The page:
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THE HEWLETT PUBLIC LIBRARY,                                         1125 Broadway, Hewlett, NY                           Tuesday, Jan. 14, 11 AM                        

The last installment of Raverty's popular series on Post Impressionism, these artists, each the subject of a separate talk, profoundly affected the next generation.


Tues., Jan. 14 - Cezanne: Master of Form
Paul Cezanne led a quiet, uneventful life, but with his formal innovations he laid the foundations for twentieth-century Modernism in art, architecture and design.

The Sacralization of Nature
in German Romantic Landscape

Wednesday, February 19 - 7:30 PM

15 Sellers' Street
Cambridge, MA

Casper David Friedrich, Woman before the Rising Sun

Philipp Otto Runge and Casper David Friedrich transformed and elevated landscape painting during the first half of the 19th century from the minor genre it had been up to that point, to the bearer of the kind of serious and sublime content that had formerly been reserved for biblical or mythological subjects alone. Explore how these artists redefined the sacred in terms of implied narrative within their landscapes and their evocation of light as a metaphor for the divine presence in nature.

______________________________LENT SERIES
GREAT DEPRESSION                                                                                              Saint Peter's Church,                                                      619 Lexington Avenue, New York City                Sunday Mornings 10:00-10:50                                  

Ben Shahn, Hunger

Mar. 1 - Conspicuous Consumption: Art, Illustration and Design in the 1920s
Advertising no longer merely describes but now attempts to arouse desire in the viewer through the presentation of enviable images of the aggrandized self, as enhanced by the product or service -- available for the price of the merchandise.


Mar. 8 - Strange Bedfellows: Rockefeller and the Mexican Muralists
Radical Marxist artist Diego Rivera and other Mexican painters are commissioned by oil tycoons, John D. and Nelson Rockefeller, until Rivera goes too far, and his "communist" mural for Rockefeller Center is destroyed -- an act described as "cultural vandalism."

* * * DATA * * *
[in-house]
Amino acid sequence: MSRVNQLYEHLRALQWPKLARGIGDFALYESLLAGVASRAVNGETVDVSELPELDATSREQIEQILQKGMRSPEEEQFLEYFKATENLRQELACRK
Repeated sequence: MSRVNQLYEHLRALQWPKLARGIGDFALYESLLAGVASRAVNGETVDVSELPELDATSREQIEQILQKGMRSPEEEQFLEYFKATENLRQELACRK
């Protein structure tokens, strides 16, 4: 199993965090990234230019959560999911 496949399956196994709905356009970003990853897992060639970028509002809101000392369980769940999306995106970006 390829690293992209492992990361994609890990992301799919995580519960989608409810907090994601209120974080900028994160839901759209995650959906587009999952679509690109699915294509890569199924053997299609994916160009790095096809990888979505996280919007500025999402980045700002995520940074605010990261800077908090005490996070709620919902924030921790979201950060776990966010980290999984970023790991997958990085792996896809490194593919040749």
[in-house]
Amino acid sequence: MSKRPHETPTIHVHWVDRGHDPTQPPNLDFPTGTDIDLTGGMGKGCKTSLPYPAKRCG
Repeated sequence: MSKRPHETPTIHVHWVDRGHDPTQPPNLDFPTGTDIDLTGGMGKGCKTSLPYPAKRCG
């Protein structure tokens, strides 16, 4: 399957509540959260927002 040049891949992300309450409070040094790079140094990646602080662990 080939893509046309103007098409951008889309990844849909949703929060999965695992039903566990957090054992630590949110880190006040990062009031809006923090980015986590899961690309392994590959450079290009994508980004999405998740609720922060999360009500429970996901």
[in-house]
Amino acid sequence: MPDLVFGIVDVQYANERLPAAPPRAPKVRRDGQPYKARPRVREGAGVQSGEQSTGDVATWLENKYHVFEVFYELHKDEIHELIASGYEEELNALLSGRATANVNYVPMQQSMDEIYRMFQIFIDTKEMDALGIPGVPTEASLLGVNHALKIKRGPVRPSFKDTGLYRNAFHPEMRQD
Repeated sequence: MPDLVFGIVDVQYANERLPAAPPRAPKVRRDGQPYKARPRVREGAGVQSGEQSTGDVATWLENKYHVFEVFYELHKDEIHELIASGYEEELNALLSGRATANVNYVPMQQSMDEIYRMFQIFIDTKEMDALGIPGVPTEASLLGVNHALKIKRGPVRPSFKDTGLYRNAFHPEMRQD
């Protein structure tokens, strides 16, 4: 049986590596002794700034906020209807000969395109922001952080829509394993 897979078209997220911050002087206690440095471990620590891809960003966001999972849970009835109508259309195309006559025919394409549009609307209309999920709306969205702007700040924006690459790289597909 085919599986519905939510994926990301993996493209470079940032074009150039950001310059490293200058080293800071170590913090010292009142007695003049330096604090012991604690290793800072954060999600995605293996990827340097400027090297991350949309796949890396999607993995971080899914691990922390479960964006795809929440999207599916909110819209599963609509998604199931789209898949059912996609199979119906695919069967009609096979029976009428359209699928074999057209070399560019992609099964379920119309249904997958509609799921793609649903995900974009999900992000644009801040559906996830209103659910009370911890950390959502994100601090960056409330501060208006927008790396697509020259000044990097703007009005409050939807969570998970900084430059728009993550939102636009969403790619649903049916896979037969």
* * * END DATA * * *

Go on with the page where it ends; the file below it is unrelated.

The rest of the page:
Mar. 15 - Populism, Regionalism and Government Subsidy: the W.P.A.
President Roosevelt creates government programs for underemployed artists, giving them free studio space, jobs teaching in community centers, painting murals in public spaces, designing posters and documenting American design for posterity.


Mar. 22 - Political Transformation through Subversive Art: The Social Realists
Unlike government-subsidized propaganda in the Soviet Union or Nazi Germany, American artists are free to criticize capitalism and even the U.S. government itself, many of their murals, however, were later destroyed during the Red Scare of the early 1950s.


Mar. 29 - The John Reed Clubs, The Artists Congress and the Dissolution of the Artistic Left
Radical artists form a "United Front," bringing together liberals, socialists and communists to combat war and fascism abroad, however, the new coalition falls apart when Stalin signs a non-aggression pact with Hitler in 1939 and Germany invades Poland.


(Apr. 5, Palm Sunday & Apr. 12, Easter Sunday: no presentations)


Apr. 19 - Abstract Expressionism Triumphs in the Postwar World

The "Dark Horse" of abstraction, largely marginalized during the 1930s, unexpectedly comes to dominate American art after the war, and the formerly derided European modernists are lauded as "freedom fighters" who stood up to the dictators.


Apr. 26 - Abstract Expressionism: Weapon of the Cold War?
Was the triumph of Abstract Expressionism at least partly a plot hatched by the Museum of Modern Art, related to a covert agenda to promote American culture abroad, as a challenge to the communist parties in France and Italy?